Mostly crowded out of recent news cycles dominated by more turbulent news, 175 nations from around the world have passed a landmark resolution that the United Nations Environmental Assembly (UNEA) expects will do for plastic pollution what the Paris Agreement is doing to organize global efforts to address climate change.

By 2024, the UNEA will create a legally binding international treaty that addresses the full lifecycle of plastics, promote reusable and recyclable products and materials to replace current plastic usage, and enhance international collaboration and access to technologies that will level the playing field and created a united front in the campaign to eliminate what some are now referring to as an epidemic in need of a cure.

In this week’s blog post we are going to talk about this development and what it means for the businesses and organizations involved in Executive Platforms’ Sustainability, Manufacturing, Supply Chain, and other related event series.

How Big is the Problem?

When The United Nations Environment Programme (UNEP) first began tracking plastic pollution in 1950, it estimated the world produced around two million tons per year. By 2017 that number had grown to 348 million tons annually —that’s the equivalent of 67 Great Pyramids of Giza— and without action that number is expected to double by 2040. UNEP also estimates 11 million tons of plastic waste —more than two Great Pyramids—flow into the oceans each year, and that number is expected to triple by 2040 as old plastic breaks down into microplastics that is almost effortlessly carried by the processes of erosion towards large bodies of water.

The global plastics industry is valued at $522.6 billion, and while much has been done and is being done to change how polymer materials are created, stored, used, recycled, and disposed of, the status quo has not addressed an accelerating set of metrics going in the wrong direction. To add further to the negative forecast, as things stand by 2050 greenhouse gas emissions associated with plastics will account for 15% of total global emissions permitted by the Paris Agreement.

The 193 countries that have ratified the Paris Climate Accords cannot hope to meet their emission targets without also addressing GHG production associated with plastics, and so even putting solid waste to one side, the stage has been set for radical disruption in business models that have been tried, tested, and true since the 1940s.

By 2024, most of the world is going to see a fundamental change in how it uses plastics.

So What Does This Mean for Fortune 1000 Companies?

In just about every industry Executive Platforms works with, staying ahead of the curve and being proactive is always worth the extra effort. No one should be looking at the 2024 date and thinking, “Well, we’ll just hold on and see exactly what we’re going to be asked to do.”

The companies that wait will find themselves both caught flat-footed and playing catch-up to their competitors who got out in front of what is coming and can take compliance-driven course corrections in their stride.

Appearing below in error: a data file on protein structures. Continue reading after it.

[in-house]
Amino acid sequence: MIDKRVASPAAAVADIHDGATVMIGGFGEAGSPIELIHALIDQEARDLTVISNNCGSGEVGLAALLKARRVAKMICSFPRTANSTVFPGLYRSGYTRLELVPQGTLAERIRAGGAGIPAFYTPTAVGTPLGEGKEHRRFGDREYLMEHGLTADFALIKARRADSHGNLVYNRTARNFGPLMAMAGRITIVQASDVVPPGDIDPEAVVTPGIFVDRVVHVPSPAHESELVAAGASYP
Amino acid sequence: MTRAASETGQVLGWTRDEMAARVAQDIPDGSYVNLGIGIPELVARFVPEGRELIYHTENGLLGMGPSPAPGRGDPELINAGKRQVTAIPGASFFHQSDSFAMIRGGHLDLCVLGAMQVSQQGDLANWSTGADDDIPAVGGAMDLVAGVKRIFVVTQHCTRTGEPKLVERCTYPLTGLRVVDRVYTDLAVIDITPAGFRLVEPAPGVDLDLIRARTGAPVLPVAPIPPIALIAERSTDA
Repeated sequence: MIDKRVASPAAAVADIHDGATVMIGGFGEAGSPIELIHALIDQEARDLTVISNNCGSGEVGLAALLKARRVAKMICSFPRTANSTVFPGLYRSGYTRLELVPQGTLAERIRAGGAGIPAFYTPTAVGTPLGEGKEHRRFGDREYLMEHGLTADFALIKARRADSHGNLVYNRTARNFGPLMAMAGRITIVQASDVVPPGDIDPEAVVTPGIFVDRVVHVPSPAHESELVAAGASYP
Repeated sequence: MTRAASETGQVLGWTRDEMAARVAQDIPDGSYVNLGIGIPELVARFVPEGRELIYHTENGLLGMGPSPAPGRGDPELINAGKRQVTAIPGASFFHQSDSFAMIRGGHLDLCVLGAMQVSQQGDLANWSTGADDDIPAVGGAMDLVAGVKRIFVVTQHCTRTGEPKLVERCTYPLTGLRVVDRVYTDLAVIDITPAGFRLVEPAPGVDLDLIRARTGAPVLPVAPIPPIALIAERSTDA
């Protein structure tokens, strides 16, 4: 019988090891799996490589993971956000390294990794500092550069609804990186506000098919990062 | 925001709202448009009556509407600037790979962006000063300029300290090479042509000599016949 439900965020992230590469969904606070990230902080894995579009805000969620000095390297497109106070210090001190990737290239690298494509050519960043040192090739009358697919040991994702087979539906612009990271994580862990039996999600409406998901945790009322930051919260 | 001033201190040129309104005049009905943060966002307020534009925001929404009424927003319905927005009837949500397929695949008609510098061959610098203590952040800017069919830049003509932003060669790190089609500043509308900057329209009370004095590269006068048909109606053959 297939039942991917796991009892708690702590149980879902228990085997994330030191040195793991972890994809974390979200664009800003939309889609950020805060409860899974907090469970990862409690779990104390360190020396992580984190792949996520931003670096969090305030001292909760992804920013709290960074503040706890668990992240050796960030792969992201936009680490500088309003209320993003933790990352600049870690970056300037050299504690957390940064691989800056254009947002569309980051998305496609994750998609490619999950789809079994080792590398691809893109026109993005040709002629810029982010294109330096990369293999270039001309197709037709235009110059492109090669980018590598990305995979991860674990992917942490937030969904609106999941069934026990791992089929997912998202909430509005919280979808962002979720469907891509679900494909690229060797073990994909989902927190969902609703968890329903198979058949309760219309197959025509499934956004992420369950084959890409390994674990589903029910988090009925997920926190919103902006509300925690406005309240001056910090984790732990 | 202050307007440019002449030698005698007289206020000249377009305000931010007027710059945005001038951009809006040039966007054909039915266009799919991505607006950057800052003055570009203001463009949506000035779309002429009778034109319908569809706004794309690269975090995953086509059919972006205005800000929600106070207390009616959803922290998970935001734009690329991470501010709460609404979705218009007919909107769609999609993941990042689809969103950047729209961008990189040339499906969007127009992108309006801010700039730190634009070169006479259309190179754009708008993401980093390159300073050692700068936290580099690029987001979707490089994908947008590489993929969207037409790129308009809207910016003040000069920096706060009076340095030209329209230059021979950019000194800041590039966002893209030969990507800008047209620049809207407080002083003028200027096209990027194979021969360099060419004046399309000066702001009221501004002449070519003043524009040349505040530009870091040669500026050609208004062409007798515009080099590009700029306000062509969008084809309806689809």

It is true this resolution only generates collective voluntary action for the next two years, and there will probably be a few years afterward 2024 as different countries ratify and new rules come online, but it has set the wheels in motion towards a legally binding international treaty that will involve at least 175 countries each putting new regulations and requirements in place that are more stringent than today’s rules. Who wants to respond to each of those changes one at a time starting from square one on the day each new law come into effect?

You do not often get a couple of years’ notice that a tsunami is coming. There is a real opportunity for companies to do the right thing right now both because it is the right thing to do and also because it makes good business sense, rather than wait to be required to do it.

Why Should Businesses Seriously Start Rethinking How They Use Plastic?

  1. Being on the right side of this issue is never going to be viewed as a mistake. That’s worth saying at least once.
  2. Corporate Social Responsibility has become one of the most important factors for how the public perceives a business as a brand, and so stakeholders are going to think better of companies that are already taking action on this issue before they are forced to do so. It falls to few companies to be one of the flag-bearers of what the world is going to look like for the next century, but we are approaching a dramatic rethink of plastic usage that will impact everyone on a daily basis. Being a champion in the next few years will establish a positive place in the zeitgeist for generations to come.
  3. Industries that treat compliance as the starting point and not the finish line have more freedom to self-regulate and govern themselves. A little initiative now will pay off enormous dividends in the future as businesses have more control over the how and when and where of their actions over the long-term.
  4. Where there is change, there is opportunity. If everyone is going to be forced to alter how they use plastics in a few years anyway, there will be opportunities to build competitive advantage by finding successful alternatives first.